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For a writing and English student, I’m surprisingly terrible at journaling. Whenever I used to try, I would freeze up. I didn’t know what to talk about, and I’d worry about someone finding it and judging me. Not to mention the fact that my big important feelings always sounded so stupid when I recorded them. 

I got into journaling more regularly at the start of 2020, and let me tell you, that journal is a wild ride. Still, it’s nice to have a record of the year, especially since so much of it felt like one long blur. Here are some suggestions on how to start journaling this year!

Make it part of your routine.

I only journal regularly when it’s part of my daily routine. Otherwise, I put it off or forget about it. I’d suggest doing it at night because that allows you to decompress, but mornings might be nice, too.

Summarize your day.

If you struggle with finding something to write about, try giving a quick summary of your day. For example, “This morning I slept in. I made eggs for breakfast and worked on a paper for my Shakespeare class. I watched The Queen’s Gambit in the afternoon and then went for a walk.” And so on and so forth. Doing this gives you time to process and record your day.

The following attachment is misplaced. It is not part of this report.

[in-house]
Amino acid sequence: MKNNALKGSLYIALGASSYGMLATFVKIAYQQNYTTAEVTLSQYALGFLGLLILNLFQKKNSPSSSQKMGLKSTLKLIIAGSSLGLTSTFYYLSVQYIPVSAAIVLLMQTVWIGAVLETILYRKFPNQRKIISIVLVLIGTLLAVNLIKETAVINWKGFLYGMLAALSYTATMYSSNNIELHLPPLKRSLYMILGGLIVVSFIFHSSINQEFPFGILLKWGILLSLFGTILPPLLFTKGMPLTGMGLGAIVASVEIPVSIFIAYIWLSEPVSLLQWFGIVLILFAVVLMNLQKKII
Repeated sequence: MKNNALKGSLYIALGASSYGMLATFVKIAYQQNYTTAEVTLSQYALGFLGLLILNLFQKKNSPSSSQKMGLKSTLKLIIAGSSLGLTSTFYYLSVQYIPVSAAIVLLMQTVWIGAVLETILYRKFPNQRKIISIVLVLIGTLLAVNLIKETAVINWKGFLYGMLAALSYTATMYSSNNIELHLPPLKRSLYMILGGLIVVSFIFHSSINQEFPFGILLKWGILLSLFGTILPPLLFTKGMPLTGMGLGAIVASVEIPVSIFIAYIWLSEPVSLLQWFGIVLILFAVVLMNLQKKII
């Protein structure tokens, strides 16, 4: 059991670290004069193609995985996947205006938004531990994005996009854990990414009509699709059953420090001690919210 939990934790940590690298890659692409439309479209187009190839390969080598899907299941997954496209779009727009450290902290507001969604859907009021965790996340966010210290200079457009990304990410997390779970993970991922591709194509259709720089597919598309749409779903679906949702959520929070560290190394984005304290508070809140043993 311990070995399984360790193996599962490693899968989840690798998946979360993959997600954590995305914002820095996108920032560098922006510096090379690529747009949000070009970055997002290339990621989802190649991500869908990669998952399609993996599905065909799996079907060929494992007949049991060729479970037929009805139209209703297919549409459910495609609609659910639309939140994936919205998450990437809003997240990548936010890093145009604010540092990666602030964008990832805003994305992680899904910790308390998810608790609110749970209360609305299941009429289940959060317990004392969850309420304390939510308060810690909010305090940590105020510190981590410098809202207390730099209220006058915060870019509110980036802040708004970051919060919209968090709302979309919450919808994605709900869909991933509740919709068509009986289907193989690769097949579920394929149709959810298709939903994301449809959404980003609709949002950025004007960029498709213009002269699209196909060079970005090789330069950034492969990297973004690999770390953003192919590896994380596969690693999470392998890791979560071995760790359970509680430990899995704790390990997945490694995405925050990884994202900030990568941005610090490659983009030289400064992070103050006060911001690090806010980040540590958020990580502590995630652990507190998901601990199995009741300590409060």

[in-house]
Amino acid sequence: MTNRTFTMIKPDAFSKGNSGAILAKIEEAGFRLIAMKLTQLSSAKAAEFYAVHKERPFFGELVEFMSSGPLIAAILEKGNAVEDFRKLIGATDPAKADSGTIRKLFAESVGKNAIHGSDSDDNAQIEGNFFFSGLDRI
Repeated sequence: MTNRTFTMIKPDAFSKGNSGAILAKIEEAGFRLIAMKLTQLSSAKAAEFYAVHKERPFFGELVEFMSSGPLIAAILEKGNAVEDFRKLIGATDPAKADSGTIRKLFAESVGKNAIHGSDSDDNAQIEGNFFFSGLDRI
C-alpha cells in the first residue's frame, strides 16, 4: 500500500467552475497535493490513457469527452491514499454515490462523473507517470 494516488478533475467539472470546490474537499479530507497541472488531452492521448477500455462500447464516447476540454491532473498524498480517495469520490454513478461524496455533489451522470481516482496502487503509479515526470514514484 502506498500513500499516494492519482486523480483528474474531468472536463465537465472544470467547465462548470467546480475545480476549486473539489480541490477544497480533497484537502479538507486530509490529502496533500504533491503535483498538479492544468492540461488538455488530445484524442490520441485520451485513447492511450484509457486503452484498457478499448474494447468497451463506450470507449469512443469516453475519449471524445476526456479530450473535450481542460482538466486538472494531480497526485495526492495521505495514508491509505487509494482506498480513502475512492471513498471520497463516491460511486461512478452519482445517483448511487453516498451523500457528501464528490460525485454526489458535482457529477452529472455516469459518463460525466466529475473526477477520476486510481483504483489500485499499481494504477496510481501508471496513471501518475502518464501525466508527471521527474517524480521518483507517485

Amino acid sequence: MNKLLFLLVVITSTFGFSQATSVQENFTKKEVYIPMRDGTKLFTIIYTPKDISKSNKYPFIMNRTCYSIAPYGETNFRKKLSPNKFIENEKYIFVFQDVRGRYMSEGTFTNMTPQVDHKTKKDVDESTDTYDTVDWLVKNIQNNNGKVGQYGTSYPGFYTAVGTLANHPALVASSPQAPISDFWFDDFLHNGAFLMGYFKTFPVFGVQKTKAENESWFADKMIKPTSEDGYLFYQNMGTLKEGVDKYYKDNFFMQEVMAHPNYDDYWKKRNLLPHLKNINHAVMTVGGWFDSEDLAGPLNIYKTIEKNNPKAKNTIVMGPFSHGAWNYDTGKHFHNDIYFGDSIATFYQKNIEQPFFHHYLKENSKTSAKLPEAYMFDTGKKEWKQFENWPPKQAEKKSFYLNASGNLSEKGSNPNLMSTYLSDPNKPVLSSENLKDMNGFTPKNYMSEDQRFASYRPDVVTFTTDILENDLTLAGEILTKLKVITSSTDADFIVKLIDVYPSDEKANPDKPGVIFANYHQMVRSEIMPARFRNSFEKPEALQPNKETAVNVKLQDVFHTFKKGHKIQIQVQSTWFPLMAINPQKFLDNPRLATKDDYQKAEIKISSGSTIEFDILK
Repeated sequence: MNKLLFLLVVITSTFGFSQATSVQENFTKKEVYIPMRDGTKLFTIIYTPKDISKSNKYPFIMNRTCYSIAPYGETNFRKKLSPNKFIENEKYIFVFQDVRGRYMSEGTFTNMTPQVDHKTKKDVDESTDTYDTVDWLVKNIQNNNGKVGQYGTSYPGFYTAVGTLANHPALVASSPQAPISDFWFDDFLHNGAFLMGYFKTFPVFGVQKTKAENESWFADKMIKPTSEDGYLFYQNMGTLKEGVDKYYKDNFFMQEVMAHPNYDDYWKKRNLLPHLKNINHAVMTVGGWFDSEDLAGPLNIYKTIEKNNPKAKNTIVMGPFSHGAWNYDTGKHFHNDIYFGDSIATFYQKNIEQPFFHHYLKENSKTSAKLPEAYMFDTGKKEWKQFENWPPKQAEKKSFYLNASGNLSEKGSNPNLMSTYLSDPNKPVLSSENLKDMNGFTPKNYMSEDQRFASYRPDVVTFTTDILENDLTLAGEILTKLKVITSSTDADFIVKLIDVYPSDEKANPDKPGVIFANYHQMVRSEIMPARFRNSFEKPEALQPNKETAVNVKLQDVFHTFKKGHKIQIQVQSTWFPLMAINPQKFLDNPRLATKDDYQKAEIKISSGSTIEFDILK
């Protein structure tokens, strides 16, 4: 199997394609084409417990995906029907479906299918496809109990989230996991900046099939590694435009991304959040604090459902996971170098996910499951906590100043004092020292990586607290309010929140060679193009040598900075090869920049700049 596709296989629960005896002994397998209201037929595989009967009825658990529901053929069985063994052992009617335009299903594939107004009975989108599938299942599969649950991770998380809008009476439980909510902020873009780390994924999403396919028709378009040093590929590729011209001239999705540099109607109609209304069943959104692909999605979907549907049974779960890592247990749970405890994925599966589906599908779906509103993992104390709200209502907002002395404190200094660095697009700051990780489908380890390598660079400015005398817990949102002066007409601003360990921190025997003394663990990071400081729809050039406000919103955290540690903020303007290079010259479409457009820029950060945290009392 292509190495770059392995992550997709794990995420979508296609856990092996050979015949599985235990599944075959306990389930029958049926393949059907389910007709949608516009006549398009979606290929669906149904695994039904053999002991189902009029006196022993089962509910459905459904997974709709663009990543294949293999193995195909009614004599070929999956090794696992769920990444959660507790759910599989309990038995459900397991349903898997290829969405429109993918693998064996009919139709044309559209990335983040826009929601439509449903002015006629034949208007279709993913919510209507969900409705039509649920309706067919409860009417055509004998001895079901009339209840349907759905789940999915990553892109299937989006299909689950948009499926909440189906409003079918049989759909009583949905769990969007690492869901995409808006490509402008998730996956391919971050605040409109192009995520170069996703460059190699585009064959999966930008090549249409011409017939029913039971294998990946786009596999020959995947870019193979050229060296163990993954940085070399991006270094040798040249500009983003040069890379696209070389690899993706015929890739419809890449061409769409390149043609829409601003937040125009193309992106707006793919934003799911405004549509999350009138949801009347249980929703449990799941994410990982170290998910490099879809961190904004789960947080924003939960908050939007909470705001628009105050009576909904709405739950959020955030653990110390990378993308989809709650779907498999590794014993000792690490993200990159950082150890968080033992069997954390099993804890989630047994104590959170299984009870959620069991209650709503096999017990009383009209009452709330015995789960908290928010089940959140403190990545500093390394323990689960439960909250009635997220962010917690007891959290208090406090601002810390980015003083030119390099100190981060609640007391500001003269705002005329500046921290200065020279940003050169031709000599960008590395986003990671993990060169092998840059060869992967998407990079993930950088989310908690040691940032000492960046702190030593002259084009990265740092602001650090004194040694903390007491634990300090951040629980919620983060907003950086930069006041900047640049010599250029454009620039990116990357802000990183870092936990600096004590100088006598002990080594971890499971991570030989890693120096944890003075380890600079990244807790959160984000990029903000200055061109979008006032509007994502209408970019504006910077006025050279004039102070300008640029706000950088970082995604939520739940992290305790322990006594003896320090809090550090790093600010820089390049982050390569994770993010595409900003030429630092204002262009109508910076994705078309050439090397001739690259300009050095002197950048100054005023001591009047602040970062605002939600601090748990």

Follow your train of thought.

If you lose interest in writing about your day, move on! If thinking about The Queen’s Gambit interests you more than writing about what you had for dinner, write about that instead! Your journal is for you. Write down whatever comes to you.

Allow yourself to say whatever you want.

My journal is embarrassing. I’ll be the first to admit it. Most entries read like they were written by an angsty 13-year-old. Even though these feelings are embarrassing to me retrospectively, though, they’re important to feel in the moment. For a long time, I didn’t journal because I didn’t want to record myself feeling things. Journaling is a way to stop trying to shame myself for being a person.

Write poetry or doodle.

There are no rules. You can express yourself in drawings or poetry rather than prose. Don’t try to make them good, either. Journaling is for the present you, and no one else.

Journaling is a way to be creative that is low-pressure and private. I hope these suggestions inspire you to give it a try this year. Happy journaling!

Eli Mushumanski is a queer Writing and English Honour undergrad in their fourth year at the University of Victoria. They specialize in fiction and poetry. Their work has been published by The Albatross, The Warren, and Flare: The Flagler Review, and they are a fiction editor at UVic's literary journal, This Side of West. When not caught up by schoolwork or reading, Eli plays Stardew Valley and chats with their mom on the phone.
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